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True Swing Golf Review

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Developer: T and E Soft Publisher: Nintendo
Release Date: January 25, 2006 Also On: None

The DS has two golf games: EA’s Tiger Woods PGA Tour that was released near the launch of the system, and True Swing Golf, published by Nintendo about a year later. Although Tiger Woods PGA Tour showed potential for golf games on the DS, True Swing Golf worked everything from the ground up rather than follow Tiger’s system. Was the result a total bomb, or a game to be enjoyed by golf fans everywhere? Read on to find out.

Graphically, True Swing Golf is far superior to Tiger Woods PGA Tour, but it came out over a year later and was a first-party game, so that is to be expected. Everything looks as realistic as the DS is capable of. The courses look appropriate for the environments that they are supposed to be in, and the golfers look pretty well like real people. Overall, the graphics in this game are very good.

On the sound front, the sound effects are pretty appropriate for a golf game. The oohs and ahhs, and the clapping regarding putts and other shots that land close to the hole are appropriate, but are a little more subdued than in Tiger Woods PGA Tour. That, however, is not a bad thing. There is actually music while you’re setting up your shot, and each course has its own melody. The music isn’t overly memorable, but each melody is appropriate for a golf game and also for the environment that the course is set in. So, the sound in this game is pretty good.

So far as gameplay is concerned, this game has a lot more to offer than Tiger Woods in terms of variety. It has roughly twice as many courses as Tiger Woods has. I’m not sure if they’re real courses or not, but even if they’re made up, they are laid out well and are fun to play through. They are in a variety of environments and are of various levels of difficulty, so there’s pretty much something here for every golf fan from the most casual to the most hardcore.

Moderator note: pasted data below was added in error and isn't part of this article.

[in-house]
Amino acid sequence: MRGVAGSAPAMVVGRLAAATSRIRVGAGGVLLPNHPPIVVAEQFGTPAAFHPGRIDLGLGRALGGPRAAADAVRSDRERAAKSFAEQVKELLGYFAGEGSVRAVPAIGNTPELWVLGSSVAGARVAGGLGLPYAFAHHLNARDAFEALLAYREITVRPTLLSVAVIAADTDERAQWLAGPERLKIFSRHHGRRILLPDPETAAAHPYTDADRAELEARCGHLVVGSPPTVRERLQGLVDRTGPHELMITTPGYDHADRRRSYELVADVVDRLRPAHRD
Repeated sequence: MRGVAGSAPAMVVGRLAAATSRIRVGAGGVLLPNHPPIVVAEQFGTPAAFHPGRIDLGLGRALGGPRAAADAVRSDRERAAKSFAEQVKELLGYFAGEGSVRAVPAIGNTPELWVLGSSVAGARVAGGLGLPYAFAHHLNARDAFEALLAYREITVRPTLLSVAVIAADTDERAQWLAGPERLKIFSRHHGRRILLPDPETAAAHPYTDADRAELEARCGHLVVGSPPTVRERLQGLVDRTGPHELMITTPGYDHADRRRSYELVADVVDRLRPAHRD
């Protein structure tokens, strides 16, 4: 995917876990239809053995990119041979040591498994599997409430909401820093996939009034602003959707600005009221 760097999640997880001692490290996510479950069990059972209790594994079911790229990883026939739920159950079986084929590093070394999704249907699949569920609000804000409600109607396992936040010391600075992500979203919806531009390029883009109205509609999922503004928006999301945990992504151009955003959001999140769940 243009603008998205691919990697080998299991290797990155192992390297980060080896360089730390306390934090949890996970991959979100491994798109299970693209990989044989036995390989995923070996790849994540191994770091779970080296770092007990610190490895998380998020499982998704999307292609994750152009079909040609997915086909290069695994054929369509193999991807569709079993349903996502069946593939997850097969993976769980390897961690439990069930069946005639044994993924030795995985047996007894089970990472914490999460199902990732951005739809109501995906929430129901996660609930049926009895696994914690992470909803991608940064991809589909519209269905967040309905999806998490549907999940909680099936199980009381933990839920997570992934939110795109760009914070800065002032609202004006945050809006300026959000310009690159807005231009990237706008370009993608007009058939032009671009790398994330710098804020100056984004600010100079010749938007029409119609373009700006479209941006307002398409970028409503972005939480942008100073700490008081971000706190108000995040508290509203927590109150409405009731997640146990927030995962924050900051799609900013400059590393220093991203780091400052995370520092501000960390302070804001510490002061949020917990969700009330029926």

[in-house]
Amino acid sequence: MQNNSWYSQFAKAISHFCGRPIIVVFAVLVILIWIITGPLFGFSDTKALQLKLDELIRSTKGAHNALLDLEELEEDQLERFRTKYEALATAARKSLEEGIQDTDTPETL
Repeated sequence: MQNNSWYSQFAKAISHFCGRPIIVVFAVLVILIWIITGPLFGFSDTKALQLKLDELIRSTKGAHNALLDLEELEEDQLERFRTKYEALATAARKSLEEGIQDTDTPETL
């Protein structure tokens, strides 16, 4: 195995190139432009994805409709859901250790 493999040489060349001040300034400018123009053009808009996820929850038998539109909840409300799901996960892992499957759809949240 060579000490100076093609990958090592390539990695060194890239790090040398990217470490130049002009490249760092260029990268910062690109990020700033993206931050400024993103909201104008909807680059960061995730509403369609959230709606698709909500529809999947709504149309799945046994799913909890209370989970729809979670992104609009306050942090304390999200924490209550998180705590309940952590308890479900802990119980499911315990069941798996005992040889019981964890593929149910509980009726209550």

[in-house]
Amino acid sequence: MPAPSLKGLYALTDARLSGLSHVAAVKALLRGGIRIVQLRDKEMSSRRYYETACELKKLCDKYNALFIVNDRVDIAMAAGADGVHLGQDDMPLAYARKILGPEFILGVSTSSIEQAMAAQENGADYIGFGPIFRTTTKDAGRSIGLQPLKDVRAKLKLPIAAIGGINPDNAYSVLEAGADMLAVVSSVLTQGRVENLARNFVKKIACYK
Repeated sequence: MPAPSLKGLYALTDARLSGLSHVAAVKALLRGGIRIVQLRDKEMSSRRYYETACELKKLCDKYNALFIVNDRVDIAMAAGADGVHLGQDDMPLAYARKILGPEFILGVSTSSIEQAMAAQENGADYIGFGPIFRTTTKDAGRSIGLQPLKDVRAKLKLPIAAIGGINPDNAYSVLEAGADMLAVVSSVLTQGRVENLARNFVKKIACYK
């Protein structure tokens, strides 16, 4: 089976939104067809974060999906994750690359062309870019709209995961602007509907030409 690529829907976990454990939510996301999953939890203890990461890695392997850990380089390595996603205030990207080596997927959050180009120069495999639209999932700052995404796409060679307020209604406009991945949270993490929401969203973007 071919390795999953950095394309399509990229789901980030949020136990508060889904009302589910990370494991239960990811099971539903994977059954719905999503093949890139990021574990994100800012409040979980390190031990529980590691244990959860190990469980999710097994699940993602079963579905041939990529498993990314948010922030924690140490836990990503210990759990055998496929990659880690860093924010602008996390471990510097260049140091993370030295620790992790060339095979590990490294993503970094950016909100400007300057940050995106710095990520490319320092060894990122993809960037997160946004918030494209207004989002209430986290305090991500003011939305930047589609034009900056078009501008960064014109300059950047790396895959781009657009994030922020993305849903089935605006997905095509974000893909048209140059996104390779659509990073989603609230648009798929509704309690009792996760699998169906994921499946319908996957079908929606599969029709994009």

In terms of the shot system, the system in this game is even more intuitive than the one in Tiger Woods. Instead of coming down from the side and then up, you go straight down and straight up to hit the ball. When you do this, your shot type is determined by where you hit the ball, at what angle you hit the ball, and even how fast the stylus is moving when you hit the ball. The system is as realistic as was possible before the release of the Wii, but, at the same time, it’s forgiving enough to not be too difficult to use.

The putting system is also drastically different. Instead of having a caddy tell you where to aim and then trying to hit the right spot, each square around the hole will have an arrow to show you how the ground is sloped, and you have to figure it out from there. Admittedly, this system isn’t the easiest, and may take some time to get used to, but it does seem to be forgiving, especially if your are putting from near the hole.

The set of game modes is pretty standards. You can play through any course in stroke or match play, or you can engage in a free round. You can also play multiplayer with up to four people using either a game card for every system or just one game card. The main mode is laid out very close to the one in Tiger Woods, with a series of tournaments, and it seems to be lengthy enough to last a while. So overall, the game will last a long time if you care to do everything.

Overall, this game is good aesthetically. The gameplay works well, and the replay value is fairly high. What then is the conclusion? If you are a golf fan, whether casual or hardcore, you should consider trying this game.

Graphics: 7
Sound: 7
Gameplay: 8
Creativity: 8
Replay Value/Game Length: 8
Final: 7.7
Written by Martin Review Guide